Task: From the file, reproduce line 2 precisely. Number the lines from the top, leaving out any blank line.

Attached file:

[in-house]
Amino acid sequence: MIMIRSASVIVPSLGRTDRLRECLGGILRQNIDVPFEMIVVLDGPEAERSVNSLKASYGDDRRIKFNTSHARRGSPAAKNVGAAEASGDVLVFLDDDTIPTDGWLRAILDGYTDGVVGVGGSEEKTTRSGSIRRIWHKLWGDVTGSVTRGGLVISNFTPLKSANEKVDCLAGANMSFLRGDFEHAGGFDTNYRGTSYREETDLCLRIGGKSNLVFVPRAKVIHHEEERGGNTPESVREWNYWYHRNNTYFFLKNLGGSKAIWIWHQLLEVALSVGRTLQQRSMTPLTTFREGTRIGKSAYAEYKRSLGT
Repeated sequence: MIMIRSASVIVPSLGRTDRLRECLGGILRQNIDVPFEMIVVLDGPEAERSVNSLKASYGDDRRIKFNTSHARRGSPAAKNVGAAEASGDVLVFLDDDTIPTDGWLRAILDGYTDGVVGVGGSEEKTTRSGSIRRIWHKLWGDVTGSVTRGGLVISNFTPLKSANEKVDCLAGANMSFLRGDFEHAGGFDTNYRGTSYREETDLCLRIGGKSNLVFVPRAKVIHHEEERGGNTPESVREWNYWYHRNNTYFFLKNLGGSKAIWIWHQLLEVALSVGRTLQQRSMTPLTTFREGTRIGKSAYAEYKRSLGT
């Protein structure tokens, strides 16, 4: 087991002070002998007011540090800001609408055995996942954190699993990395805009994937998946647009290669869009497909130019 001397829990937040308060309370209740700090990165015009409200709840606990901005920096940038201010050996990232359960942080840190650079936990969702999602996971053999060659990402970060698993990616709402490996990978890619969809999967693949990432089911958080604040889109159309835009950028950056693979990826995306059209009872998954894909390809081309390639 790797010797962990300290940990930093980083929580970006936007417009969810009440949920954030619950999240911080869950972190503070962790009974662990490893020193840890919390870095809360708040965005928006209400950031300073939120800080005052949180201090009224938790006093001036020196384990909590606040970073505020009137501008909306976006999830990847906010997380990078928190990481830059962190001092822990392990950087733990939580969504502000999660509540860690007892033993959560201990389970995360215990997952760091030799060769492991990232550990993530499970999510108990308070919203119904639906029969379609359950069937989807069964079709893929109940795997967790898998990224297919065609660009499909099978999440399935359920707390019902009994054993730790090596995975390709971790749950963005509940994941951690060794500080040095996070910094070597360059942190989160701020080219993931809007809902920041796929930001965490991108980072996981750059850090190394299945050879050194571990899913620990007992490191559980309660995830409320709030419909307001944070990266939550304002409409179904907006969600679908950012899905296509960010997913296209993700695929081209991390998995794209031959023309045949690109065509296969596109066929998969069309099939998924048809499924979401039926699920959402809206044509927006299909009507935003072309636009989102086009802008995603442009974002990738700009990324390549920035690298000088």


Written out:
Amino acid sequence: MIMIRSASVIVPSLGRTDRLRECLGGILRQNIDVPFEMIVVLDGPEAERSVNSLKASYGDDRRIKFNTSHARRGSPAAKNVGAAEASGDVLVFLDDDTIPTDGWLRAILDGYTDGVVGVGGSEEKTTRSGSIRRIWHKLWGDVTGSVTRGGLVISNFTPLKSANEKVDCLAGANMSFLRGDFEHAGGFDTNYRGTSYREETDLCLRIGGKSNLVFVPRAKVIHHEEERGGNTPESVREWNYWYHRNNTYFFLKNLGGSKAIWIWHQLLEVALSVGRTLQQRSMTPLTTFREGTRIGKSAYAEYKRSLGT